After that, Janus Stark started to lead a double life. During the day he was a showman, master illusionist, and escapologist, but during the night he used his stretching abilities to fight social injustices and evil. In many occasions he teamed up with Inspector Bryant from Scotland Yard to solve mysteries, but they had an uneasy relationship. Bryant did not believe that Stark was completely innocent from the crimes that they were investigating.
Besides his stretching abilities, Janus Stark discovered with the help of a group of scientists (Untitled, Smash Annual, 1972) that his body generated a great amount of heat when he contorted. After finding this information out, Janus Stark was asked to check the security of a wealthy client’s new vault and while he was there a robbery attempt was made. The criminal in charge had a great plan that involved a freezing device to crack the impenetrable vault, which ended up freezing Janus Stark. Nevertheless, the ice did not deter him since he started to increase his body heat by contorting, making a fabulous use of his recently acquired knowledge.
After many adventures and misadventures, the life of Janus Stark drew to an end. In the final chapter (“The Voice from Beyond the Grave,” found in Janus Stark no. 89 of the French magazine) the rubbery hero lost his life trying to save that of Toby Fletcher, the nephew of his surrogate father, Blind Largo. Toby got stuck in the ruins of a factory that collapsed. Janus managed to reach the lad, but as they were making their escape the ceiling started to collapse. Janus tried to hold the weight of the rubble, giving Toby enough time to flee. Unfortunately, a collapsing building was more than the escapologist could handle and he was finally crushed by it. It was the one thing that he could not escape: his own death. The date was 1880.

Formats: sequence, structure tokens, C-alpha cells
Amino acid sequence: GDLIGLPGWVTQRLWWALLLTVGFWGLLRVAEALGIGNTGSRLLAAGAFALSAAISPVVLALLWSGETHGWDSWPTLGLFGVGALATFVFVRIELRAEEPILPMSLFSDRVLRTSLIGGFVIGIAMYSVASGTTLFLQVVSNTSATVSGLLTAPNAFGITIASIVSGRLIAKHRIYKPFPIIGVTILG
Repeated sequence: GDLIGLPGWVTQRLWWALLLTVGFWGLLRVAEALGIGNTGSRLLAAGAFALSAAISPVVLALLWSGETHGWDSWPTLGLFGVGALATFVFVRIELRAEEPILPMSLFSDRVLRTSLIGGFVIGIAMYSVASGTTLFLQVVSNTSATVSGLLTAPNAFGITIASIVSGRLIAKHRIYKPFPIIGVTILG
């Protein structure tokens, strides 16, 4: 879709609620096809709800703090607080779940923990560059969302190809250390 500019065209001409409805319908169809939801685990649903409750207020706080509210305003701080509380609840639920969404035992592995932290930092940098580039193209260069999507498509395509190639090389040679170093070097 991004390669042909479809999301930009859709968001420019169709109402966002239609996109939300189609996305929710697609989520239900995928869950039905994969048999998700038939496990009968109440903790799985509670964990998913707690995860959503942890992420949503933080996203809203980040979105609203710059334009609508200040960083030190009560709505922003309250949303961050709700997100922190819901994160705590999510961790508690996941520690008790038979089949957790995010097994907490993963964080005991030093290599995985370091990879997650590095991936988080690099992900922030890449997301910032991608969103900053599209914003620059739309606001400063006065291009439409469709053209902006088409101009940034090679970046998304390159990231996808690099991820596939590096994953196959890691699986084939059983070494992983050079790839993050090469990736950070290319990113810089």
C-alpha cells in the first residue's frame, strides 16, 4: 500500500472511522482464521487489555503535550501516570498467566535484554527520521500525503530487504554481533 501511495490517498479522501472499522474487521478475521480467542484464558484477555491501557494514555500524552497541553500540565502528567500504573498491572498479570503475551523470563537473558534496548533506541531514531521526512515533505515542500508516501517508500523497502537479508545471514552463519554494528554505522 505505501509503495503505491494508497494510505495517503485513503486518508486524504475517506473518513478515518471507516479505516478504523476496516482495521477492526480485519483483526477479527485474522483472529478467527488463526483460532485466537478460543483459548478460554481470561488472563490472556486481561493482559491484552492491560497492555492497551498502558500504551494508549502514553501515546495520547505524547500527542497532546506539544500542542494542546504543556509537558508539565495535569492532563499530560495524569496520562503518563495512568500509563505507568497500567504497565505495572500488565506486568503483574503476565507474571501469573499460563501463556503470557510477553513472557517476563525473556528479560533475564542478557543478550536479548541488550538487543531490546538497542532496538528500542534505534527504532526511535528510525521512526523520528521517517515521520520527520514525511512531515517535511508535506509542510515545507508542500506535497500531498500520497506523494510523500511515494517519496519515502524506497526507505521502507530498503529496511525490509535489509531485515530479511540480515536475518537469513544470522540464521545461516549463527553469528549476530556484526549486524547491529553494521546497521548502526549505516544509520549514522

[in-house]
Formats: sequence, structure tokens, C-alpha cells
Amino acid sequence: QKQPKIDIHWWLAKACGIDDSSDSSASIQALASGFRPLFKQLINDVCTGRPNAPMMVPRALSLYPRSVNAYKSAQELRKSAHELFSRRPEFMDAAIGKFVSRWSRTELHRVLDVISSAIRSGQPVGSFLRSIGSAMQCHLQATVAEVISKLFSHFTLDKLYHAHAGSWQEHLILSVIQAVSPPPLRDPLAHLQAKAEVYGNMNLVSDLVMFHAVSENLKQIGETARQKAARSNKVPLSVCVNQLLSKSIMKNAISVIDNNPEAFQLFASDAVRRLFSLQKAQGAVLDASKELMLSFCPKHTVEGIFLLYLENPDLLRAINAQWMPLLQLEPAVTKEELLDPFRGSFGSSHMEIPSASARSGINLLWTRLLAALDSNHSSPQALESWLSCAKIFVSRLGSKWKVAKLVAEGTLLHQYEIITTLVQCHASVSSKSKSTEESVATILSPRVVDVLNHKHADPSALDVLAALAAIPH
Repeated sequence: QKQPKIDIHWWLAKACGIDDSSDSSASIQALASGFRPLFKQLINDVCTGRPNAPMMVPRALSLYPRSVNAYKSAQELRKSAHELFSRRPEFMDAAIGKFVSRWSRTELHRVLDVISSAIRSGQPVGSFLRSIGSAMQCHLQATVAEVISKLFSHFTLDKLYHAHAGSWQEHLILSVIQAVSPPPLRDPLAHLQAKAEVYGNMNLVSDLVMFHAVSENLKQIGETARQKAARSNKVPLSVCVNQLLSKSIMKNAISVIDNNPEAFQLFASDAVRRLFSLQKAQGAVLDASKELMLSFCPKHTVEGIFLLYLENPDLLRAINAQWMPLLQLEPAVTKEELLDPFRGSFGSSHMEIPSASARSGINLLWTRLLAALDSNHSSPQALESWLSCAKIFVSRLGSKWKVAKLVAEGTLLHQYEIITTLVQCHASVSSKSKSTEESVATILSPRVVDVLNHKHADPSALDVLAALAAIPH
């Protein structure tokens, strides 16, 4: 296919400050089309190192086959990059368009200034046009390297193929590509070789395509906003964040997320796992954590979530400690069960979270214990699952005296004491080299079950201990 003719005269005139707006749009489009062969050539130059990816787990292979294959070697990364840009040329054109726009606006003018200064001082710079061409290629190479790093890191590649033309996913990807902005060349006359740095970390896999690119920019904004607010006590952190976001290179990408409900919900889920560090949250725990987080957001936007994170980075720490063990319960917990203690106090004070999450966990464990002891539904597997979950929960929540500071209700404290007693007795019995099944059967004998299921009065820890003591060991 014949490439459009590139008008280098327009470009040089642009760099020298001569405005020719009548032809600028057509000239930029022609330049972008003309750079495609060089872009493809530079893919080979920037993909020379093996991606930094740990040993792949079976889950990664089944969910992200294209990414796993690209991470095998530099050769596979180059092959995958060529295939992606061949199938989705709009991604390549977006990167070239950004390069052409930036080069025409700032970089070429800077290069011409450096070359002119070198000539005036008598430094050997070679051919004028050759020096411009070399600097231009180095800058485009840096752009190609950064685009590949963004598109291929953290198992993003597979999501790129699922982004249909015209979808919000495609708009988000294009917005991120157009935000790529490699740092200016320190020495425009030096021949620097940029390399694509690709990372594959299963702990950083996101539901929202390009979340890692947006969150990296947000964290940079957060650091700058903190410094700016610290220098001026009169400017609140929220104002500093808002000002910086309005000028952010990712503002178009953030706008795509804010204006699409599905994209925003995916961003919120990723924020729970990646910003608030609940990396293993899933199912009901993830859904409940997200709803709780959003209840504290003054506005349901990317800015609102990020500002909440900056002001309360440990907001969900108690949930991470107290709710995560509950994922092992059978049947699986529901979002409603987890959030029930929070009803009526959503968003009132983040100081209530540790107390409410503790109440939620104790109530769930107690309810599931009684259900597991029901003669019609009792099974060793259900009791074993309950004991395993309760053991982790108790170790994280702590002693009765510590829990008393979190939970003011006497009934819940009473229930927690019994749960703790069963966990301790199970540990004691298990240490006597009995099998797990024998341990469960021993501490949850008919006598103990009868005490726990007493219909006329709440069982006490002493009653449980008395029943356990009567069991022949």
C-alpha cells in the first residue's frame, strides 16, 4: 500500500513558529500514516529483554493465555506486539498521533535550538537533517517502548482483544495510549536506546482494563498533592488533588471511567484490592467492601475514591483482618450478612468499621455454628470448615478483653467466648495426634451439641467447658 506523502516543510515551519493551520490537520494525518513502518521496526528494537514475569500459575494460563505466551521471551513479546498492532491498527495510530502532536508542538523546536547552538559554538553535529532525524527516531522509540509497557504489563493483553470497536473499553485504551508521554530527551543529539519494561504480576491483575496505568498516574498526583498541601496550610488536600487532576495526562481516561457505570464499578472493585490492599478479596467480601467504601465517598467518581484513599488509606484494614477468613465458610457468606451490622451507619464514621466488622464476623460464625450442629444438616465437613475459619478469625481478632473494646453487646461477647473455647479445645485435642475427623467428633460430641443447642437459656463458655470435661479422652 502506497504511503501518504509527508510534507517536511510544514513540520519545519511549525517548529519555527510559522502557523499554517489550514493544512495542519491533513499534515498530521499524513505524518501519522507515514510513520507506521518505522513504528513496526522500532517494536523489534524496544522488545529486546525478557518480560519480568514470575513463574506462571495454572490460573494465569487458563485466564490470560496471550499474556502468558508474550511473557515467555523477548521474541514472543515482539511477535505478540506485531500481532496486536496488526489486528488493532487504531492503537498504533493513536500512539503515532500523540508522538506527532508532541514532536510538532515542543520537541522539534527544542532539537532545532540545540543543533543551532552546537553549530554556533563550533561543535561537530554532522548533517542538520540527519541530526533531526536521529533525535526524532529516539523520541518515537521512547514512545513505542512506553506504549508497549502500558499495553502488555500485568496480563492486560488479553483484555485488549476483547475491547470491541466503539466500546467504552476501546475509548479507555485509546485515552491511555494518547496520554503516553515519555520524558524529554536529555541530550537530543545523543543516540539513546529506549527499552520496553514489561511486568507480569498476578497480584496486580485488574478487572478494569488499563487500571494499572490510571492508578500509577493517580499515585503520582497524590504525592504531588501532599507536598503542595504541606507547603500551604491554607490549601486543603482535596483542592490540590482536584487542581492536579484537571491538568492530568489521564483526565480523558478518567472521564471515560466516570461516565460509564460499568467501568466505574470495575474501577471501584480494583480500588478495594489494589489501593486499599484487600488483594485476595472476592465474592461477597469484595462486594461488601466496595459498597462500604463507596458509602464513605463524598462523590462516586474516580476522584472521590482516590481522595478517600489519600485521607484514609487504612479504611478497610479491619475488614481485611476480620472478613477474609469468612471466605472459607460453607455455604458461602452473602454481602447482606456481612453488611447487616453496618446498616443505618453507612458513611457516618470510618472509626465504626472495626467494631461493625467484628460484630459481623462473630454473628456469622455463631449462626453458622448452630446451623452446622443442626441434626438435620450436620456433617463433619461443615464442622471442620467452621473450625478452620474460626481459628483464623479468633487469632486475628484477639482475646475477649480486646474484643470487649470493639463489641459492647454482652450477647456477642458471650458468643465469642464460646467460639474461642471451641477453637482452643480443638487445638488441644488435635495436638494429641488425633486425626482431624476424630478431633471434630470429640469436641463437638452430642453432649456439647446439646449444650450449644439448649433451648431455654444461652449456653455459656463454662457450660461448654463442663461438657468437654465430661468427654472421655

In the last issue the story then fast forwards to the future where Janus’s descendant, John Stark (son of his brother Ben and Anne-Marie Stark) who had been living in the US the whole time, discovered that he had inherited the same powers as his ancestor. In a strange turn of events, he even managed to communicate with Janus Stark mentally. This could have opened the door for a new generation of escapologist-detective stories, but it was not to be.
The most touching goodbye to Janus Stark was given by Queen Victoria herself (Janus Stark Special no. 2) who attended his funeral in 1880. In a ghostly form, Janus Stark remarked what an honored it was to have the Queen herself come to witness his last rites.
We would like to thank Studio77, An International Catalogue of Superheroes, Alain Decayeux, Dominik Vallet, and Wikipedia, for providing some of the information used to create this post.We would also like to thank the Heritage Lottery Fund for supporting our work.